A bustling new town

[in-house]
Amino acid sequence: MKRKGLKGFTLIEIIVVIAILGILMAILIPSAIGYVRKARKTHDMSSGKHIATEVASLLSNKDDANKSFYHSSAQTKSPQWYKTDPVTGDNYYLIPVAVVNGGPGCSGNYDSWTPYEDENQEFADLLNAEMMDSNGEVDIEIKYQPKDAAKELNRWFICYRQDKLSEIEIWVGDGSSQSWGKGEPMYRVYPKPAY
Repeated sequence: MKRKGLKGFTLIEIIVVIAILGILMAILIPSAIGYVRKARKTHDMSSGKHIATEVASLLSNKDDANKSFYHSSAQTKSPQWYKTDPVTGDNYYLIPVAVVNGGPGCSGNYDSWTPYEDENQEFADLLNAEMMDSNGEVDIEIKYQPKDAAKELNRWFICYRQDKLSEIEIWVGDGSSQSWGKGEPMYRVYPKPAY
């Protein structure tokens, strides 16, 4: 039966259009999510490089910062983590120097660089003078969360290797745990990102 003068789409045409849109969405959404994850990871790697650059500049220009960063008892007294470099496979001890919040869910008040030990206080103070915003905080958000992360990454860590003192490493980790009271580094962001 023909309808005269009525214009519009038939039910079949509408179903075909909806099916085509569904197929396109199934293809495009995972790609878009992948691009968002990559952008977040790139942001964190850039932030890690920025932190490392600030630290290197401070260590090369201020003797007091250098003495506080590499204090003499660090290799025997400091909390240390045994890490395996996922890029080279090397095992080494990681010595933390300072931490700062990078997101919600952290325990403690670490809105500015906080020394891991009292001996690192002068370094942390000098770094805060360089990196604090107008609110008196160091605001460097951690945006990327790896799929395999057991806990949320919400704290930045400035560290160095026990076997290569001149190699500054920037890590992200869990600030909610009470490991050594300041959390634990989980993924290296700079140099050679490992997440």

Pipariya in Madhya Pradesh, India, lies along the east-west cross country railway line at a wide point in the Narmada valley. Long time residents often retrace the town’s origins to the linking of Jabalpur-Itarsi section (March 1870) on the Bombay-Calcutta railway line in the colonial era. As a railhead brimming with avenues of trade and commerce, it didn’t take very long for the then hamlet of Pipariya to attract people from the neighbouring villages and far-flung regions. The early Gond and Korku tribal inhabitants were soon joined by Goojar, Marwari, Kutchi, Sindhi, Barauaa, Borah, Jain, Irani, Kanjar, Mehtar, Basod and a number of other communities. Inevitably, the conjoined histories of the now bustling town emerge from the multiplicity of the diverse narratives of these groups. In one of the recorded conversations, local pulse and oil trader Kishore Shah (83), a third generation migrant businessman from Gujarat, iterated that, “in the early days, this town was synonymous with only the railway station. It still is”. Railways are a significant marker in the quaint town’s public history. But with more than two lakh registered voters, it has long ceased to be a mere railhead and is now a centre of a rapid growing agro-commercial economy. Pipariya assembles the agricultural and farm produce of the neighbouring villages. The in-flow of people from these villages is a familiar sight to the local populace. A fair share of small-scale vendors flock to the town’s daily/weekly bazaars to sell vegetables, fruits, spices, pickles, dry fruits, street-food, sugarcane juice, fish, broomsticks, toys, wood/bamboo paraphernalia and many other essential commodities. Many have lived on the outskirts for generations and aspire to find their feet within the urban epicentre. As he prepared the stall in the weekly Itwara bazaar, Radheyshyam Ahirwar (66) remarked, “I grew up in the nearby village of Gadaghat and worked as a farm-labourer in the fields of upper-castes. It’s only after my son became a driver that we started selling vegetables. It pays better but not enough to live in the main town”.